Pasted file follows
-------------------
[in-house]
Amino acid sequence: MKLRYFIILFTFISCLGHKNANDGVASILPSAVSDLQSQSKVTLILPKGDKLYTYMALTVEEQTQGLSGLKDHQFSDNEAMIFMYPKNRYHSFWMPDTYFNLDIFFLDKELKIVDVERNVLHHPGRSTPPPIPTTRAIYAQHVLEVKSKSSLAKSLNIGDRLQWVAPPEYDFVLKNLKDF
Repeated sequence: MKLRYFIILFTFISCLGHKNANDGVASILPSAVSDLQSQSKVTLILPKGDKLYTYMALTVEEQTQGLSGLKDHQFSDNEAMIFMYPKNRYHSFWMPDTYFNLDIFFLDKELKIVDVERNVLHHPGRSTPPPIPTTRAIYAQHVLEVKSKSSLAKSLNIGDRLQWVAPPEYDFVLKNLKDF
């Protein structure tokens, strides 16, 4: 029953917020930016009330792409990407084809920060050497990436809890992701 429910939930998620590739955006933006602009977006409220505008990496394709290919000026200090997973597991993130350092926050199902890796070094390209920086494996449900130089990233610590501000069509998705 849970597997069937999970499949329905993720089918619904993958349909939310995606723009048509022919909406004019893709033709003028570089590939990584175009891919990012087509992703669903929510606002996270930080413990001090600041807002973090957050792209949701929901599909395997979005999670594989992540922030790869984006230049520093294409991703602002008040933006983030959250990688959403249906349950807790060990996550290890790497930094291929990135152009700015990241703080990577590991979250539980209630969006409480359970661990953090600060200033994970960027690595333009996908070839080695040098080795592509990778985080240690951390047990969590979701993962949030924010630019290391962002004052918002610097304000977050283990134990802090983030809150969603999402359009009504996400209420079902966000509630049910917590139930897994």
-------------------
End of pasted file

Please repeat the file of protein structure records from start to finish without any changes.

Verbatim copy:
[in-house]
Amino acid sequence: MKLRYFIILFTFISCLGHKNANDGVASILPSAVSDLQSQSKVTLILPKGDKLYTYMALTVEEQTQGLSGLKDHQFSDNEAMIFMYPKNRYHSFWMPDTYFNLDIFFLDKELKIVDVERNVLHHPGRSTPPPIPTTRAIYAQHVLEVKSKSSLAKSLNIGDRLQWVAPPEYDFVLKNLKDF
Repeated sequence: MKLRYFIILFTFISCLGHKNANDGVASILPSAVSDLQSQSKVTLILPKGDKLYTYMALTVEEQTQGLSGLKDHQFSDNEAMIFMYPKNRYHSFWMPDTYFNLDIFFLDKELKIVDVERNVLHHPGRSTPPPIPTTRAIYAQHVLEVKSKSSLAKSLNIGDRLQWVAPPEYDFVLKNLKDF
């Protein structure tokens, strides 16, 4: 029953917020930016009330792409990407084809920060050497990436809890992701 429910939930998620590739955006933006602009977006409220505008990496394709290919000026200090997973597991993130350092926050199902890796070094390209920086494996449900130089990233610590501000069509998705 849970597997069937999970499949329905993720089918619904993958349909939310995606723009048509022919909406004019893709033709003028570089590939990584175009891919990012087509992703669903929510606002996270930080413990001090600041807002973090957050792209949701929901599909395997979005999670594989992540922030790869984006230049520093294409991703602002008040933006983030959250990688959403249906349950807790060990996550290890790497930094291929990135152009700015990241703080990577590991979250539980209630969006409480359970661990953090600060200033994970960027690595333009996908070839080695040098080795592509990778985080240690951390047990969590979701993962949030924010630019290391962002004052918002610097304000977050283990134990802090983030809150969603999402359009009504996400209420079902966000509630049910917590139930897994």